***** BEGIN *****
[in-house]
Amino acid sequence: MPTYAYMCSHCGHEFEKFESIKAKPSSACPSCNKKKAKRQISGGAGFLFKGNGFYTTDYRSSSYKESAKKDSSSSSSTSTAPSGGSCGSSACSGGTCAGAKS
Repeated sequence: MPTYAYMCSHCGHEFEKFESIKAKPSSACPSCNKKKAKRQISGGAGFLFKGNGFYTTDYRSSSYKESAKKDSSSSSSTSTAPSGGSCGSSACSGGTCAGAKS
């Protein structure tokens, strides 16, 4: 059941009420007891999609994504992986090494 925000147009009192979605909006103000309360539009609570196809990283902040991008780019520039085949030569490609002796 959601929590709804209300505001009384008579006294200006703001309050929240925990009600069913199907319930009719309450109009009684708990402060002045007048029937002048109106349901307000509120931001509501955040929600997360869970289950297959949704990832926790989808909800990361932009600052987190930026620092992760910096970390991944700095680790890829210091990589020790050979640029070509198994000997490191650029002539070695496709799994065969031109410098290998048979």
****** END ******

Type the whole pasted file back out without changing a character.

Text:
[in-house]
Amino acid sequence: MPTYAYMCSHCGHEFEKFESIKAKPSSACPSCNKKKAKRQISGGAGFLFKGNGFYTTDYRSSSYKESAKKDSSSSSSTSTAPSGGSCGSSACSGGTCAGAKS
Repeated sequence: MPTYAYMCSHCGHEFEKFESIKAKPSSACPSCNKKKAKRQISGGAGFLFKGNGFYTTDYRSSSYKESAKKDSSSSSSTSTAPSGGSCGSSACSGGTCAGAKS
């Protein structure tokens, strides 16, 4: 059941009420007891999609994504992986090494 925000147009009192979605909006103000309360539009609570196809990283902040991008780019520039085949030569490609002796 959601929590709804209300505001009384008579006294200006703001309050929240925990009600069913199907319930009719309450109009009684708990402060002045007048029937002048109106349901307000509120931001509501955040929600997360869970289950297959949704990832926790989808909800990361932009600052987190930026620092992760910096970390991944700095680790890829210091990589020790050979640029070509198994000997490191650029002539070695496709799994065969031109410098290998048979």